Several Christians and members of the Baha'i Faith, a Sikh and a Muslim sat down together for an evening meal.
The topic of discussion for their interfaith gathering?
What else? Their faith.
Instead of tiptoeing around an often divisive topic, participants of the recent “Amazing Faiths” interfaith dinner dialogues focused on it. A project of the Interfaith Alliance of Oklahoma, about nine interfaith dinner gatherings were recently held across the metro area.
The initiative was started in 2006 by the Boniuk Institute for Religious Tolerance at Rice University in Houston. The first “Amazing Faiths” dinner-dialogue gatherings in the Oklahoma City area were held in 2008.
The dinners bring together people of different faiths for a shared meal at a participant's home, followed by a conversation about faith, led by a trained facilitator.
One of the gatherings in the Edmond area brought together Sarah Albahadily, a Muslim; Terry and Keith Angier, Baha'i Faith members; Harminder Mashiana, a Sikh; Gary and Jody Smith, Baha'i Faith members; and Jim Huff, Marilyn Barragree, Linda Koenig, moderator Sherry Sullivan and her husband, Blue Clark, all Christians who said they attend several metro churches.
After dinner, Sullivan let each person randomly choose a card with a question about how their personal faith has affected their life in some way. The questions were thought-provoking and helped stir conversation after everyone had spoken.
Albahadily shared several stories about how she tries to react positively to non-Muslims who stare at her in public places. She said her hijab or Islamic head scarf makes her easily identifiable as a Muslim and many people show their curiosity about her faith by staring.
The Smiths told the group how they learned about the Baha'i Faith — not by someone trying to convert them — but by several co-workers of Jody Smith who lived in different states. The couple said they are faithful members of the Baha'i Faith Center of Edmond.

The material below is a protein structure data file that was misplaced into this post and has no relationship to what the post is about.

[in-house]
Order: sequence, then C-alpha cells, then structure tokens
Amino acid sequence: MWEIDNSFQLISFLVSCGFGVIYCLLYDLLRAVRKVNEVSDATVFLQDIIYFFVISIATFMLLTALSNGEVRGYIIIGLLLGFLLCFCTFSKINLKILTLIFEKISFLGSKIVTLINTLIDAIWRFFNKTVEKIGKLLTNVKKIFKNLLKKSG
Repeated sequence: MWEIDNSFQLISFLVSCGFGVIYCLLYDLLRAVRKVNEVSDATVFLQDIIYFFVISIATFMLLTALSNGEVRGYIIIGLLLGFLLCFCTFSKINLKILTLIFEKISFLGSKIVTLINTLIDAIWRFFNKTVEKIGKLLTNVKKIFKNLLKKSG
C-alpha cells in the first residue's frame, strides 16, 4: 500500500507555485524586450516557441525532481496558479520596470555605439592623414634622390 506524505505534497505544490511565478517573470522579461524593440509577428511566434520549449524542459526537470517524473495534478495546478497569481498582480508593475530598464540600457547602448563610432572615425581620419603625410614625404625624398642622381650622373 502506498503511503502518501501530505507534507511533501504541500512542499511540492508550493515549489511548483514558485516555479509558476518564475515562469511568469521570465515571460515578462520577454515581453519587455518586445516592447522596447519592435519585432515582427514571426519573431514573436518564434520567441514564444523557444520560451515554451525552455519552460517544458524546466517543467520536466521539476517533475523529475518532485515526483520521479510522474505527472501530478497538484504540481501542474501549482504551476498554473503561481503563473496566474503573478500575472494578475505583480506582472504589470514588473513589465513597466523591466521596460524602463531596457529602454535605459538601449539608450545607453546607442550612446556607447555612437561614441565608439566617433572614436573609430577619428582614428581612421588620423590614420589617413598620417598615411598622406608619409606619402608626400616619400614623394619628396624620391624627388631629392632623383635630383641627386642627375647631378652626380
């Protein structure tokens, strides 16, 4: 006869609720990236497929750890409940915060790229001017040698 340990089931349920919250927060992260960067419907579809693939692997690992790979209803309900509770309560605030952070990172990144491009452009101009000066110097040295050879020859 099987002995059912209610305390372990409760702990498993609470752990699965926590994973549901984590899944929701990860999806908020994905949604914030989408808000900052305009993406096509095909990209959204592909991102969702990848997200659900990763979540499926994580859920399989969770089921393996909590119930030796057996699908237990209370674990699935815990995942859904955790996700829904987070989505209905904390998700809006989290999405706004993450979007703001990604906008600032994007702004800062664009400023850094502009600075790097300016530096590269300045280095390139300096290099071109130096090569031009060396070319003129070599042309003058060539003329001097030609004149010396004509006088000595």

Mashiana said he experienced a time in his life where he felt disconnected from God, but he became connected with God and the Sikh faith of his family in his college years of searching for answers to the complexities of life.
When someone wondered aloud how to get people who seem against all faiths other than their own to one of the interfaith gatherings, Jim Huff shared his observations. Huff said he has had in-depth conversations with several Christians opposed to associating with people of other faiths.
He said most of them have unfortunately made their minds up long ago that interfaith mingling and friendships are to be avoided.
Sarbjit “Sabi” Singh, an Oklahoma City Sikh and Interfaith Alliance of Oklahoma leaders, said the alliance was pleased with this year's gatherings.
He said counting the different Christian denominations, between 15 and 18 faith groups were represented. Each of the groups included about 12 people.
Singh said about 20 percent more people participated in the initiative.
“We're hoping to keep that up, to keep up the momentum,” he said.
Singh said the ultimate goal of the dinners is the formation of meaningful interfaith relationships.
“The idea is to let them become aware that people, though they have different faiths and beliefs, their interested in life are often the same,” he said. “Hopefully, some of them will become friends.”
He said most of the groups plan to meet again around mid-February.